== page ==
This year, demand drivers impressed as both population and employment trends remained positive throughout New England’s largest metro areas. Greater Boston outperformed with the metro’s population base surpassing 4.8 million. The unemployment rate turned a corner in September after remaining elevated above 4% for several months, and expansions in the education, tech, and life science industries continue to drive the Boston metro area’s economy. Steady job growth and continued migration toward urban and infill locations bode well for household formation in this market. Vacancies in the Boston metro’s Class A+/A asset class declined to 4% in the third quarter while the Class A-/B+ and Class B/B- asset classes posted vacancy rates of 3.8% and 3.6%, respectively.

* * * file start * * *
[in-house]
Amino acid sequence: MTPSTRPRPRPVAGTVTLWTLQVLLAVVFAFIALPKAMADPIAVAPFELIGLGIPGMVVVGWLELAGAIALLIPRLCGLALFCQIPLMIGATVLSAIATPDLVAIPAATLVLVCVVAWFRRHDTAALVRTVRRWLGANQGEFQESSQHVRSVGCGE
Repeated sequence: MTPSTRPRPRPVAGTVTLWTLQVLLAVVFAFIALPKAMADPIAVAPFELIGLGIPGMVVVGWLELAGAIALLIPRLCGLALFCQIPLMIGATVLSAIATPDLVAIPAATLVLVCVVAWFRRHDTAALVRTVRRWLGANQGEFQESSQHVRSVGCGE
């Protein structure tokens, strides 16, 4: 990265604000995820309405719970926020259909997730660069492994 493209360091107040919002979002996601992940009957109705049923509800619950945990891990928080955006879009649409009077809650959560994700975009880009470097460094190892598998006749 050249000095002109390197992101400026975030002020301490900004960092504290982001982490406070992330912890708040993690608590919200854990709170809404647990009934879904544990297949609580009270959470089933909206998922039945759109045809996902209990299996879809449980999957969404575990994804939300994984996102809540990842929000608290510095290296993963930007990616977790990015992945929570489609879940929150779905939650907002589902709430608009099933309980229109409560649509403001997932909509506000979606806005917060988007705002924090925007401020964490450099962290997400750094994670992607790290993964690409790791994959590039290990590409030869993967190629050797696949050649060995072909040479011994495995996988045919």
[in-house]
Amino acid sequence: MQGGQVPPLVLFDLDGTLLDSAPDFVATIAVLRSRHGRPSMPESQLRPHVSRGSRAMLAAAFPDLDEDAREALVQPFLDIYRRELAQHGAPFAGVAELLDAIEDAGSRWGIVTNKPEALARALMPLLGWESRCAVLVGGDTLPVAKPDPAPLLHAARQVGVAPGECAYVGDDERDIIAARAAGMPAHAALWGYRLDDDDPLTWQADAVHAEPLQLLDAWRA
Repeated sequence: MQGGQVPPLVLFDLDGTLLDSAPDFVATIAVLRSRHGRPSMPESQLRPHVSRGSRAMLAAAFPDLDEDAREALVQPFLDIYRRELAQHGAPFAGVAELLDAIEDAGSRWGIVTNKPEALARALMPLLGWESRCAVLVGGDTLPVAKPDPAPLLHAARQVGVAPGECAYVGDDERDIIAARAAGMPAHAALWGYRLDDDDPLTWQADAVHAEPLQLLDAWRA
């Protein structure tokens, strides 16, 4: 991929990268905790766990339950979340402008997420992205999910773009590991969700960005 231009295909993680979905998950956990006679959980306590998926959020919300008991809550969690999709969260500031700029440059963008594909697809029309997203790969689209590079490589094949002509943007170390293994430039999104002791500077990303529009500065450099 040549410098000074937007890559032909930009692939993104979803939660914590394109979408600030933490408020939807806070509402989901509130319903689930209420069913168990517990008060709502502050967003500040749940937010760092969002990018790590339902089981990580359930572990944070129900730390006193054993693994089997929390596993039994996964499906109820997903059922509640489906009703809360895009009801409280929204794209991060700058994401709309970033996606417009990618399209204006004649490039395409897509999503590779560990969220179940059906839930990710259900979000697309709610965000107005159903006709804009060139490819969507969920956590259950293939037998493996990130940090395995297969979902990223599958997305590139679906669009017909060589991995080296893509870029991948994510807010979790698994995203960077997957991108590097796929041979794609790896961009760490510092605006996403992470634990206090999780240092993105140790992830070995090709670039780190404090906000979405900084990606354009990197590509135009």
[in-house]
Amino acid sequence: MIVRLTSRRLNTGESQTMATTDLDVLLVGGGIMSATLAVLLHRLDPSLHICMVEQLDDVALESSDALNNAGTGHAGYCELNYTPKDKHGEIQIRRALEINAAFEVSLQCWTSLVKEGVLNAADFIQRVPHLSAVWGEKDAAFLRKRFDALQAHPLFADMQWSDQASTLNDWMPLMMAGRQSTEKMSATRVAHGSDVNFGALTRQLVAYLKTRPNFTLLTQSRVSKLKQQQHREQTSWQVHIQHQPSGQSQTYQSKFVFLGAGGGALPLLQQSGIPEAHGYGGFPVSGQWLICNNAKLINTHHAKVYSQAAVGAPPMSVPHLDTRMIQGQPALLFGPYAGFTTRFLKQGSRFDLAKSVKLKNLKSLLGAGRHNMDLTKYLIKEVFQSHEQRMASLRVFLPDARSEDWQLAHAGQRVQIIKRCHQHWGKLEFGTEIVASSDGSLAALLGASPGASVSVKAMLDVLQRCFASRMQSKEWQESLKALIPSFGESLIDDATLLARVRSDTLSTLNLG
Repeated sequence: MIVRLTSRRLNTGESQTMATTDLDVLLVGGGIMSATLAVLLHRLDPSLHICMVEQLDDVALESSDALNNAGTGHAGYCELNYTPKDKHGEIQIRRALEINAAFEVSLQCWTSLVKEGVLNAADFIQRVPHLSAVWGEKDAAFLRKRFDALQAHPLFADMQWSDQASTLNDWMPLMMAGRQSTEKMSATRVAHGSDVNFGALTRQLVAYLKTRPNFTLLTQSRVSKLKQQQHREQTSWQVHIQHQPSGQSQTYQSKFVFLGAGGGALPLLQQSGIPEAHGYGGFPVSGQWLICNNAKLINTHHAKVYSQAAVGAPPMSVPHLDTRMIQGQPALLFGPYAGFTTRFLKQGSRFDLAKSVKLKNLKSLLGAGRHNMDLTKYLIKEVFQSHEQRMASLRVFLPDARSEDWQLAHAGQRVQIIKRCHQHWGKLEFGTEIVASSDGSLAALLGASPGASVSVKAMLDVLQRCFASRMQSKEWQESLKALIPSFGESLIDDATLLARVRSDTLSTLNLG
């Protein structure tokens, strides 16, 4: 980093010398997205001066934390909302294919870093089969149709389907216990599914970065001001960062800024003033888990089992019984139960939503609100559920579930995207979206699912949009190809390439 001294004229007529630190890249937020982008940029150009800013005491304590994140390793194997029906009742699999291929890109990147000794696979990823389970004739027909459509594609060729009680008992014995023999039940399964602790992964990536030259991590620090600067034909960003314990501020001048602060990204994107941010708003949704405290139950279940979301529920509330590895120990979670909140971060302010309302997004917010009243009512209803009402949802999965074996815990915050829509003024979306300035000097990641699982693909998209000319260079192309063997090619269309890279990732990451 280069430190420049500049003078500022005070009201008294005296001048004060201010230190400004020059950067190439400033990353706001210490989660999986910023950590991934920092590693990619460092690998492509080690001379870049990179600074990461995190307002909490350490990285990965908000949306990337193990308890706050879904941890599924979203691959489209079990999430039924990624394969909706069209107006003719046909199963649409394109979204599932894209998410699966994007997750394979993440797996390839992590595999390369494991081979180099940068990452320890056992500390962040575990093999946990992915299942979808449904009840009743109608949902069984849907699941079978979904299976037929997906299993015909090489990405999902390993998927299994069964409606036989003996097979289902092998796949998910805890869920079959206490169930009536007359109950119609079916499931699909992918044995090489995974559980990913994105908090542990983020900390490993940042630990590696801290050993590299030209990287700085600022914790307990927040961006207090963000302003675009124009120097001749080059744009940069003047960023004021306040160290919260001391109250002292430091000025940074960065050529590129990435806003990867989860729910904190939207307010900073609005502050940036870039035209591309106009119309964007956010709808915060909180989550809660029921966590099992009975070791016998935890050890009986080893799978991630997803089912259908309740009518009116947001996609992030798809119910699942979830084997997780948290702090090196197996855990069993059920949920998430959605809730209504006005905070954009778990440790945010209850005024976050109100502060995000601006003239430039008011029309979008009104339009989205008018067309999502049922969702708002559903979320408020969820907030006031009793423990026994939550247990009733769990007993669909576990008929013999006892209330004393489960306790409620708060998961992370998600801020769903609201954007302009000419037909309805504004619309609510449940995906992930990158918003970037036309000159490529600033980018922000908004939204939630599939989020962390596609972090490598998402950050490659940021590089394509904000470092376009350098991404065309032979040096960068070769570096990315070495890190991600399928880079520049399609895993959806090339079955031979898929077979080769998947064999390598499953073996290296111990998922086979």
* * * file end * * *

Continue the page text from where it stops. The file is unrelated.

Despite some upward pressure on vacancies due to new construction, rent trends remain positive here. As of the third quarter, Greater Boston asking rents increased by 1.9% compared to year-ago levels. At close to $2.40 per square foot, average effective asking rents in Greater Boston command an almost $0.90 per square foot premium over rents in Providence and the Springfield/Worcester metro areas. Despite starting at a lower basis, lease rates in these tertiary markets continued to climb throughout the year as well.
Nationally, multifamily has become a favored asset class among investors. With that said, preliminary third-quarter data from Real Capital Analytics shows that apartment investment crept up by 4% year-over-year, but has declined by 9% year-to-date. While overall transaction volume remains depressed at a macro level, activity in Greater Boston’s multifamily market continued to surge during the third quarter, with roughly $1.5B in assets changing hands metrowide.
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